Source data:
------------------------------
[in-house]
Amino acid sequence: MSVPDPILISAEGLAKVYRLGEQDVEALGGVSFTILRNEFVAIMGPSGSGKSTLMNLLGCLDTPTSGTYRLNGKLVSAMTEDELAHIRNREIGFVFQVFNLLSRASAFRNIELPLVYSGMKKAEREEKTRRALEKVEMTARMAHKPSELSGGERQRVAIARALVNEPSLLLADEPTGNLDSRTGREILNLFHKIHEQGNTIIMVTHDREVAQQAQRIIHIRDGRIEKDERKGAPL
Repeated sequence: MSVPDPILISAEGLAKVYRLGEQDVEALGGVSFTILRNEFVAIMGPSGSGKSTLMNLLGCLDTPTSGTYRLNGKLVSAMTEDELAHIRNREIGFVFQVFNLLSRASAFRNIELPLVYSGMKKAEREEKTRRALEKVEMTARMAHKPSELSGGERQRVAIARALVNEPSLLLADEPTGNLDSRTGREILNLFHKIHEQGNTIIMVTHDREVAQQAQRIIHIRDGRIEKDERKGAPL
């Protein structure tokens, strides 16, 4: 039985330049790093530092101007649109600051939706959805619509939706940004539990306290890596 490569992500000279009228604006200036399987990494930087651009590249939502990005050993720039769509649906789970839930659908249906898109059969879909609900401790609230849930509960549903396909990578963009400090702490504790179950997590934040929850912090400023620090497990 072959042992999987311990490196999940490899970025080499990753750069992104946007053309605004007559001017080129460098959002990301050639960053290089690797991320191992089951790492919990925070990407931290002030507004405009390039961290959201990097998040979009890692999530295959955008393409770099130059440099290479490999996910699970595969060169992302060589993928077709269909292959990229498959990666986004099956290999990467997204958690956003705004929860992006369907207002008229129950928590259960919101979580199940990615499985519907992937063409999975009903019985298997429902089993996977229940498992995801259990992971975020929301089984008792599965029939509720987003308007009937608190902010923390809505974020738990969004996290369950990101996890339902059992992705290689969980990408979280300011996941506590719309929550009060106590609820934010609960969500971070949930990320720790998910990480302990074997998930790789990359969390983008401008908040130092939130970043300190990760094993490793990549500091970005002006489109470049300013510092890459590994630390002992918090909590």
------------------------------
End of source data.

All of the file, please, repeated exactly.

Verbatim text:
[in-house]
Amino acid sequence: MSVPDPILISAEGLAKVYRLGEQDVEALGGVSFTILRNEFVAIMGPSGSGKSTLMNLLGCLDTPTSGTYRLNGKLVSAMTEDELAHIRNREIGFVFQVFNLLSRASAFRNIELPLVYSGMKKAEREEKTRRALEKVEMTARMAHKPSELSGGERQRVAIARALVNEPSLLLADEPTGNLDSRTGREILNLFHKIHEQGNTIIMVTHDREVAQQAQRIIHIRDGRIEKDERKGAPL
Repeated sequence: MSVPDPILISAEGLAKVYRLGEQDVEALGGVSFTILRNEFVAIMGPSGSGKSTLMNLLGCLDTPTSGTYRLNGKLVSAMTEDELAHIRNREIGFVFQVFNLLSRASAFRNIELPLVYSGMKKAEREEKTRRALEKVEMTARMAHKPSELSGGERQRVAIARALVNEPSLLLADEPTGNLDSRTGREILNLFHKIHEQGNTIIMVTHDREVAQQAQRIIHIRDGRIEKDERKGAPL
């Protein structure tokens, strides 16, 4: 039985330049790093530092101007649109600051939706959805619509939706940004539990306290890596 490569992500000279009228604006200036399987990494930087651009590249939502990005050993720039769509649906789970839930659908249906898109059969879909609900401790609230849930509960549903396909990578963009400090702490504790179950997590934040929850912090400023620090497990 072959042992999987311990490196999940490899970025080499990753750069992104946007053309605004007559001017080129460098959002990301050639960053290089690797991320191992089951790492919990925070990407931290002030507004405009390039961290959201990097998040979009890692999530295959955008393409770099130059440099290479490999996910699970595969060169992302060589993928077709269909292959990229498959990666986004099956290999990467997204958690956003705004929860992006369907207002008229129950928590259960919101979580199940990615499985519907992937063409999975009903019985298997429902089993996977229940498992995801259990992971975020929301089984008792599965029939509720987003308007009937608190902010923390809505974020738990969004996290369950990101996890339902059992992705290689969980990408979280300011996941506590719309929550009060106590609820934010609960969500971070949930990320720790998910990480302990074997998930790789990359969390983008401008908040130092939130970043300190990760094993490793990549500091970005002006489109470049300013510092890459590994630390002992918090909590």